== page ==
He estimated that 10,000 children and teens are being reached this summer through learning programs spearheaded through Shelby County Schools, Literacy Mid-South, Memphis Public Libraries, churches and nonprofit organizations across the community.

That’s a record-breaking number, Strickland says, in a city with a lot of students struggling to meet state and local reading targets.

Summer learning loss, also known as summer slide, is the tendency for students to lose some of the knowledge and skills they gained during the school year. It’s a large contributor to the achievement gap, since children from low-income families usually don’t get the same summer enrichment opportunities as their more affluent peers. Compounded year after year, the gap widens to the point that, by fifth grade, many students can be up to three years behind in math and reading.

But this summer for the first time, Shelby County Schools offered summer learning academies across the city for students most in need of intervention. And Memphis also received a slice of an $8.5 million state grant to provide summer literacy camps at nine Memphis schools through Tennessee’s Read to be Ready initiative.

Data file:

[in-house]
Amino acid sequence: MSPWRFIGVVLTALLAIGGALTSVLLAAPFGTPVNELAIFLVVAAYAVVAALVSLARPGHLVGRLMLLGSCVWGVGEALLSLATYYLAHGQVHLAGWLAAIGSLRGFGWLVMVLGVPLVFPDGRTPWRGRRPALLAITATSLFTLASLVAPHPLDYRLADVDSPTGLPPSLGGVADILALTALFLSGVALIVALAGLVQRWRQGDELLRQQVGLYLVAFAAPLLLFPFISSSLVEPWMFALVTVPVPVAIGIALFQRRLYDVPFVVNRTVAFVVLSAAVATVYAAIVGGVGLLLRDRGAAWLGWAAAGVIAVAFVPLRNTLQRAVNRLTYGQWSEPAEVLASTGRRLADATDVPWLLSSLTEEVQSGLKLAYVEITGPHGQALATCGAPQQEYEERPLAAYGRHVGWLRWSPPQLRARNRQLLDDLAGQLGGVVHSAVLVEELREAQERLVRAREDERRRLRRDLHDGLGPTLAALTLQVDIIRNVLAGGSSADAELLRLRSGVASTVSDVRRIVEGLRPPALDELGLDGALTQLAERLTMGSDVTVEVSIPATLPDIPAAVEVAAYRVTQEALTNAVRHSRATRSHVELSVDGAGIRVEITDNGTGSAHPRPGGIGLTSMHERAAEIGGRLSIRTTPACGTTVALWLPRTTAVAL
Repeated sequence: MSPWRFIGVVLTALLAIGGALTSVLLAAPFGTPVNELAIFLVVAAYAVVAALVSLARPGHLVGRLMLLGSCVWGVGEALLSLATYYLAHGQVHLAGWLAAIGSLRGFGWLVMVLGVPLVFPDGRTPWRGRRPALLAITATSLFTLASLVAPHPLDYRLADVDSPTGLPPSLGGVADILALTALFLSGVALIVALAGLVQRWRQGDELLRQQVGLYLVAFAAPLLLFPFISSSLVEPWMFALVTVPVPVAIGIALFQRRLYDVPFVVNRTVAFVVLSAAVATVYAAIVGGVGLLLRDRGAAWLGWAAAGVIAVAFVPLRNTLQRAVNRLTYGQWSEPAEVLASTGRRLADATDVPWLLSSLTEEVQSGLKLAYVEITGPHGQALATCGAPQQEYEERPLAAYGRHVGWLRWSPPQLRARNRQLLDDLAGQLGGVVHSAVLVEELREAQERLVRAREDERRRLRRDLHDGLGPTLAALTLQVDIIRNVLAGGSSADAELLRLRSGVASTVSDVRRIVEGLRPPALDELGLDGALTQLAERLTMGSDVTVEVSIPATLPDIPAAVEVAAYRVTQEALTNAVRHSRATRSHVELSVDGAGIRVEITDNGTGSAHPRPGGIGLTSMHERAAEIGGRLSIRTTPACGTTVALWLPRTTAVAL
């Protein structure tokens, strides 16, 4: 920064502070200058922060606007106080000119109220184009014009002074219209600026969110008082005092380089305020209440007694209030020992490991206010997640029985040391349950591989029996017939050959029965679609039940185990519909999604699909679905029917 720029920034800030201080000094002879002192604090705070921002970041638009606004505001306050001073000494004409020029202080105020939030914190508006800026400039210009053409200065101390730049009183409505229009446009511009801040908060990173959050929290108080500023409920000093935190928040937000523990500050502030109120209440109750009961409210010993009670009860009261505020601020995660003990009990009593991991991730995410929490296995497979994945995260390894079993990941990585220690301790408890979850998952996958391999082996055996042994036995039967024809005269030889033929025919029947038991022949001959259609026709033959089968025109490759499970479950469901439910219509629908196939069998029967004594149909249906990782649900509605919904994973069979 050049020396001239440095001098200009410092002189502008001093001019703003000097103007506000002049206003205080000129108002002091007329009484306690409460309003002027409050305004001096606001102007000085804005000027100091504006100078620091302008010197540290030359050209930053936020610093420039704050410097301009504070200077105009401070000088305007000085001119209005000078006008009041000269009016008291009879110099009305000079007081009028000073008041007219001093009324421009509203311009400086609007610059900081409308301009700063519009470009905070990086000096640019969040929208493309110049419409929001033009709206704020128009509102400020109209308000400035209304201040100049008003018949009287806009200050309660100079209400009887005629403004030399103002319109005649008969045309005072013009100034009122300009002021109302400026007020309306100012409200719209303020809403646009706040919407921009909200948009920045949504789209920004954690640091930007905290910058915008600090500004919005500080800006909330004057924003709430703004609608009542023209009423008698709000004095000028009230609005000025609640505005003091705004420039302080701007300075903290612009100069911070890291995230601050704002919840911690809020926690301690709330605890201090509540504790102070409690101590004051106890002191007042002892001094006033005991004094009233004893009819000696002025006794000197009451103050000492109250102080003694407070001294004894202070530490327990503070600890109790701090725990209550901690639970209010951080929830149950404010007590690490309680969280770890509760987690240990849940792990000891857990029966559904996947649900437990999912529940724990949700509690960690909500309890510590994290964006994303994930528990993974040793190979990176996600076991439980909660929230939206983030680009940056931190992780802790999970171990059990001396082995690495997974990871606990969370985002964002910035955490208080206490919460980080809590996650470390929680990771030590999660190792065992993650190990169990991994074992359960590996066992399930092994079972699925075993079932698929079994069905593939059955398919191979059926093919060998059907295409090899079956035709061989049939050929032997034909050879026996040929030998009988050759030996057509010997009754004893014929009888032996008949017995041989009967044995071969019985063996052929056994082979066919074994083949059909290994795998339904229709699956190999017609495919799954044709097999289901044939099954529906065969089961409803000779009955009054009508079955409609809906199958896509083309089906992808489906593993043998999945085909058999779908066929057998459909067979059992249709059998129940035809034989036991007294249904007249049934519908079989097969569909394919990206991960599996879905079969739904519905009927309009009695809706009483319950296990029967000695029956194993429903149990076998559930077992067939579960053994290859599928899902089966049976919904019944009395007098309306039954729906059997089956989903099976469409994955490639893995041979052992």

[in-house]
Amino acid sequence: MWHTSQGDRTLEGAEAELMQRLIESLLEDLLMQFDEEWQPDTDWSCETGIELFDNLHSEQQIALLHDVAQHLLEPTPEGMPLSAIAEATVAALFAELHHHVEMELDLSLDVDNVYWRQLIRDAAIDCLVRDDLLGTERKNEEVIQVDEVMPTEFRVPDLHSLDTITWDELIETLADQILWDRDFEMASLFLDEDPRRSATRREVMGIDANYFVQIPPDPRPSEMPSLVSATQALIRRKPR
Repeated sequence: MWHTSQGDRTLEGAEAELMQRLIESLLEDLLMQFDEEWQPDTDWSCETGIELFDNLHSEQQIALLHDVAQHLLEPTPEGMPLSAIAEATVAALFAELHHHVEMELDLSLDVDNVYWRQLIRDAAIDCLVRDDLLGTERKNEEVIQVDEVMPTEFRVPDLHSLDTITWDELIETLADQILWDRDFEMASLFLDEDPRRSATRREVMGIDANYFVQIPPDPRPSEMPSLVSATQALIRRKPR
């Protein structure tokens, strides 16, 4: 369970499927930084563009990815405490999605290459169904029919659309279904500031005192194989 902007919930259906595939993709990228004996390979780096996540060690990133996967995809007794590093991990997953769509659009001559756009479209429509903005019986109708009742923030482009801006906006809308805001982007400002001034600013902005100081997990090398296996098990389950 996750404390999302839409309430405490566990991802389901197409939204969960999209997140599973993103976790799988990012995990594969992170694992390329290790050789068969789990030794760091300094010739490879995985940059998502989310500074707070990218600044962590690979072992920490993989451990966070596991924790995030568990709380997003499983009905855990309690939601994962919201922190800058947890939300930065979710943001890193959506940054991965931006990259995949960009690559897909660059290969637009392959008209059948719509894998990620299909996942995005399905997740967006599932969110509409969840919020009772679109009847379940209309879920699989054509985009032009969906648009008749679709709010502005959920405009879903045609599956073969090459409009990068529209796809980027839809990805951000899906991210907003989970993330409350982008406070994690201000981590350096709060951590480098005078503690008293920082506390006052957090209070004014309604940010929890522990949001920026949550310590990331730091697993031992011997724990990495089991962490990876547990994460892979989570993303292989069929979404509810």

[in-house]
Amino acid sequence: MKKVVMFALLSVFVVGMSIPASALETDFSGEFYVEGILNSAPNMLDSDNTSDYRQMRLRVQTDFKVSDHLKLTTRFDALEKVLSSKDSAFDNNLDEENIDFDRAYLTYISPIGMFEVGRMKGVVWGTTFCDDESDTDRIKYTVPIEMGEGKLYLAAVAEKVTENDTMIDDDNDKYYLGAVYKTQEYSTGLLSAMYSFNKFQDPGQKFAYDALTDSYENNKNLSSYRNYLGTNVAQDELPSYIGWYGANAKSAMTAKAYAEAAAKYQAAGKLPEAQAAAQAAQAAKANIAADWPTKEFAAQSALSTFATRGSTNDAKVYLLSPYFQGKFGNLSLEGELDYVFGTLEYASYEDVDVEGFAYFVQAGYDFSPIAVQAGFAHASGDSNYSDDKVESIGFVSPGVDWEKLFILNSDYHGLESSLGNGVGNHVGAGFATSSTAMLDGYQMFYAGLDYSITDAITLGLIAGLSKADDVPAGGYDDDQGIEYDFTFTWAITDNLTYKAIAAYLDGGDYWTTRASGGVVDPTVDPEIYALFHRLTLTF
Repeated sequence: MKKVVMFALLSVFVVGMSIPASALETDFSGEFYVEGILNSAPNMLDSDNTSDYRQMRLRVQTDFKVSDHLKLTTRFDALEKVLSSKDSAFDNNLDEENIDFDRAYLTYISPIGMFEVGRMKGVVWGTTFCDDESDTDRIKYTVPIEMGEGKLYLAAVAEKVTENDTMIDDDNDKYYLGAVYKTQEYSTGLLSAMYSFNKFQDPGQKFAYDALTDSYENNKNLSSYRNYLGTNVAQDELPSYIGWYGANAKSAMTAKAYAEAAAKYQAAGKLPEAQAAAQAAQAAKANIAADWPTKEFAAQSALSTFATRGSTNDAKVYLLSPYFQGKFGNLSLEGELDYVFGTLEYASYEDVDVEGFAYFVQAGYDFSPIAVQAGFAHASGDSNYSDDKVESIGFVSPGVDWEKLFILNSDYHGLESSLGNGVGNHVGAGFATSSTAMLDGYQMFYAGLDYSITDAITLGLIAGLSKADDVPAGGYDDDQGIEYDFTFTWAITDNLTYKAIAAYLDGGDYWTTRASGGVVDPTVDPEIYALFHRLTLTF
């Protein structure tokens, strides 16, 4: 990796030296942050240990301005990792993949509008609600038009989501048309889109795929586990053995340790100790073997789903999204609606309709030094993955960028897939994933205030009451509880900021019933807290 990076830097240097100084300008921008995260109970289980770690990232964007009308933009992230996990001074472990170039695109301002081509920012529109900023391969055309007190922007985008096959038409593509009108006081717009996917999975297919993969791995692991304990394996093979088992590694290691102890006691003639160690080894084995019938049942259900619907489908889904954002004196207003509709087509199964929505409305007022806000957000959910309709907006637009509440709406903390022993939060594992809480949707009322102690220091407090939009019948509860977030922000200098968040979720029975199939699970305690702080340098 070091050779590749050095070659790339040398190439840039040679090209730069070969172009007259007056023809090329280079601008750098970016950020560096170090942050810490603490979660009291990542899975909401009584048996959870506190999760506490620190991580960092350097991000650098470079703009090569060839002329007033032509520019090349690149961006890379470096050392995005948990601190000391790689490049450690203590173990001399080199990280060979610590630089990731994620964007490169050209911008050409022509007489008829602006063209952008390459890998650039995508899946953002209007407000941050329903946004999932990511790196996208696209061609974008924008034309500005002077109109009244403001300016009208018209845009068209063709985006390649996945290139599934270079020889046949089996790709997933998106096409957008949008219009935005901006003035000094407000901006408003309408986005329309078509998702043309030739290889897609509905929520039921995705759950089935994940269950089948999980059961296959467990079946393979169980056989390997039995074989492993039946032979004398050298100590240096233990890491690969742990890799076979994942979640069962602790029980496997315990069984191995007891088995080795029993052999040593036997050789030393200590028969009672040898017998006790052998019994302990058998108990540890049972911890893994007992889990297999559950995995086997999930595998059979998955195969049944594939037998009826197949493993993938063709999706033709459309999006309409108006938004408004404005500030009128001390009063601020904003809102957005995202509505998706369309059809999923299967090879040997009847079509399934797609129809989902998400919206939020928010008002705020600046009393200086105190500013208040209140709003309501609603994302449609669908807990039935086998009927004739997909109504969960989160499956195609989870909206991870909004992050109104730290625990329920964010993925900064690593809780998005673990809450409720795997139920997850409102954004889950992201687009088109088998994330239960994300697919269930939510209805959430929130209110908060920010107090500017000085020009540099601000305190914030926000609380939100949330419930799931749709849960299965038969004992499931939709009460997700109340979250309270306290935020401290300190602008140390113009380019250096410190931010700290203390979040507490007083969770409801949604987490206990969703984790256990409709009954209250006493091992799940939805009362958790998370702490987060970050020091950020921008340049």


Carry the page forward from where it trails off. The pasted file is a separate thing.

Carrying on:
Literacy Mid-South used Thursday’s event to encourage Memphians to “drop everything and read!”

The nonprofit, which is providing resources this summer through about 15 organizations in Greater Memphis, is challenging students to log 1,400 minutes of summertime reading, an amount that research shows can mitigate learning loss and even increase test scores.

Reading is a problem for many students in Memphis and across Tennessee. Less than a third of third-graders in Shelby County Schools read on grade level, and the district is working to boost that rate to 90 percent by 2025 under its Destination 2025 plan.

The city of Memphis, which does not fund local schools, has made Memphis Public Libraries the focal point of its education work. This summer, the library is offering programs on everything from STEM and robotics to art and test prep.

Parents are a critical component, helping their kids to take advantage of books, programs and services that counter the doldrums of summer learning.

Soon after the mayor left the Benjamin L. Hooks Library on Thursday, Tammy Echols arrived with her son, Torrence, a rising first-grader at Levi Elementary School. Echols said they visit regularly to read books and do computer and math games.

“We always do a lot of reading and we’re working on learning sight words,” Echols said as she watched her son build a tower out of giant Lego blocks. “Torrence is a learning child and it’s easy to forget what you just learned if you’re not constantly reinforcing.”

You can find summer learning resources for families from the National Summer Learning Association.